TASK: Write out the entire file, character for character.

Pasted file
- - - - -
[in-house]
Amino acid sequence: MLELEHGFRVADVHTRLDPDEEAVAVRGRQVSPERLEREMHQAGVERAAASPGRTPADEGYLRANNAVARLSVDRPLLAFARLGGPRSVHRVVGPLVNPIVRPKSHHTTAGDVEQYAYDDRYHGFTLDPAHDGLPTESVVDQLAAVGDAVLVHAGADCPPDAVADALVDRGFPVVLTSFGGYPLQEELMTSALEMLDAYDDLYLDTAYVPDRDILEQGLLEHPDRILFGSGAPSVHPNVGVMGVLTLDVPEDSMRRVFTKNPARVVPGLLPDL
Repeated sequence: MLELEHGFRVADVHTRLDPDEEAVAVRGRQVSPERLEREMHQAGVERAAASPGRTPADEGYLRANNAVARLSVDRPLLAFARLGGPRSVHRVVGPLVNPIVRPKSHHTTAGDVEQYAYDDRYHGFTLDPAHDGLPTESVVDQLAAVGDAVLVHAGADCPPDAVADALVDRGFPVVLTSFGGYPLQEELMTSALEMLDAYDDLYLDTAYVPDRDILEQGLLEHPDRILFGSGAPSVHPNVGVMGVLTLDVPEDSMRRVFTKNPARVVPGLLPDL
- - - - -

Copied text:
[in-house]
Amino acid sequence: MLELEHGFRVADVHTRLDPDEEAVAVRGRQVSPERLEREMHQAGVERAAASPGRTPADEGYLRANNAVARLSVDRPLLAFARLGGPRSVHRVVGPLVNPIVRPKSHHTTAGDVEQYAYDDRYHGFTLDPAHDGLPTESVVDQLAAVGDAVLVHAGADCPPDAVADALVDRGFPVVLTSFGGYPLQEELMTSALEMLDAYDDLYLDTAYVPDRDILEQGLLEHPDRILFGSGAPSVHPNVGVMGVLTLDVPEDSMRRVFTKNPARVVPGLLPDL
Repeated sequence: MLELEHGFRVADVHTRLDPDEEAVAVRGRQVSPERLEREMHQAGVERAAASPGRTPADEGYLRANNAVARLSVDRPLLAFARLGGPRSVHRVVGPLVNPIVRPKSHHTTAGDVEQYAYDDRYHGFTLDPAHDGLPTESVVDQLAAVGDAVLVHAGADCPPDAVADALVDRGFPVVLTSFGGYPLQEELMTSALEMLDAYDDLYLDTAYVPDRDILEQGLLEHPDRILFGSGAPSVHPNVGVMGVLTLDVPEDSMRRVFTKNPARVVPGLLPDL